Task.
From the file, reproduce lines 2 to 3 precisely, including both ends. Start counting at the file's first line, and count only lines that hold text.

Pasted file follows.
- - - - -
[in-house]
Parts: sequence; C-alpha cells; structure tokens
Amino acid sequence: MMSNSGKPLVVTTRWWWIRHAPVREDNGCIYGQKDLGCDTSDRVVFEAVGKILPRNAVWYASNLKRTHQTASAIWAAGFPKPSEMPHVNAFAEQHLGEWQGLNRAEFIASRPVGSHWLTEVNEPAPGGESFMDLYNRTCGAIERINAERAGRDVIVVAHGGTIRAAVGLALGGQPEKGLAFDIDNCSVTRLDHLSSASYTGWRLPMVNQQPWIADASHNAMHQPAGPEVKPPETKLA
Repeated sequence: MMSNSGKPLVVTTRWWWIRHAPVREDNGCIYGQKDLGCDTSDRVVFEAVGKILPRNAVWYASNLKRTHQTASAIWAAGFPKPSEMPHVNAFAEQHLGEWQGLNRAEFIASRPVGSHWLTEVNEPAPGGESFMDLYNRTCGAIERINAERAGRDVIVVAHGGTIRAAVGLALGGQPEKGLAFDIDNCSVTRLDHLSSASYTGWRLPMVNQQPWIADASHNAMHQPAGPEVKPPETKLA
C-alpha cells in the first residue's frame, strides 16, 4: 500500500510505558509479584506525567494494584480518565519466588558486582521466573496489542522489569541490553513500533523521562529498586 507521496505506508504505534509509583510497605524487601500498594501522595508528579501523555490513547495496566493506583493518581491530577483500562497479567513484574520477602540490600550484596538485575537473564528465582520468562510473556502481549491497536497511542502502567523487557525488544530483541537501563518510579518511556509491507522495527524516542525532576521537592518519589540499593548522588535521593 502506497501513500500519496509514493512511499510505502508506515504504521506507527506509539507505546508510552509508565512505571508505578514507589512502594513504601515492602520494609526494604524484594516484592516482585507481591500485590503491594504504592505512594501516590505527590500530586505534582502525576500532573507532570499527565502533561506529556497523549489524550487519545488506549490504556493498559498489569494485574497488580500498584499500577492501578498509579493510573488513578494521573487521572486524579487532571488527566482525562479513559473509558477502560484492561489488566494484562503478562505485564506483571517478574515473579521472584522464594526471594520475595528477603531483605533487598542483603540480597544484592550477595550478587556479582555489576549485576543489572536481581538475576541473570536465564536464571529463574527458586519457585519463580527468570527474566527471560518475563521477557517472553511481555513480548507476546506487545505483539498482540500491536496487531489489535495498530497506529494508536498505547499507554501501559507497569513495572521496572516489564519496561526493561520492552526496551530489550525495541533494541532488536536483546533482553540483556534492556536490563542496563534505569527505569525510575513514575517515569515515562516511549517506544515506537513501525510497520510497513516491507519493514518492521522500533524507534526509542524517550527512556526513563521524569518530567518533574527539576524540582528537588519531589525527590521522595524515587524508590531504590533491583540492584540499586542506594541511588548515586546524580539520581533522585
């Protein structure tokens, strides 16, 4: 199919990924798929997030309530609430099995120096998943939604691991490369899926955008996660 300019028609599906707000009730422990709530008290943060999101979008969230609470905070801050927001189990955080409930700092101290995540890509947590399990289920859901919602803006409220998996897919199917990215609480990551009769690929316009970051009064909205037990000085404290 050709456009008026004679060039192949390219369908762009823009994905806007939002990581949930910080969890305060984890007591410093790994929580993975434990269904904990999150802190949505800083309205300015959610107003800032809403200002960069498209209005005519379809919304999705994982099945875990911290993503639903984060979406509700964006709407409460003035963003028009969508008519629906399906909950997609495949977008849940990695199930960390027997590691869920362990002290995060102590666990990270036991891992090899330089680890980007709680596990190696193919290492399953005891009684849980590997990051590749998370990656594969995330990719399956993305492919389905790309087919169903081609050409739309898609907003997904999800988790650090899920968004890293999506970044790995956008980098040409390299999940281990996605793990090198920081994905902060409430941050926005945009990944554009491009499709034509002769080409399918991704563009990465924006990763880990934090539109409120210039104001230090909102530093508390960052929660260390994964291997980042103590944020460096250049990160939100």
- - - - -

Parts: sequence; C-alpha cells; structure tokens
Amino acid sequence: MMSNSGKPLVVTTRWWWIRHAPVREDNGCIYGQKDLGCDTSDRVVFEAVGKILPRNAVWYASNLKRTHQTASAIWAAGFPKPSEMPHVNAFAEQHLGEWQGLNRAEFIASRPVGSHWLTEVNEPAPGGESFMDLYNRTCGAIERINAERAGRDVIVVAHGGTIRAAVGLALGGQPEKGLAFDIDNCSVTRLDHLSSASYTGWRLPMVNQQPWIADASHNAMHQPAGPEVKPPETKLA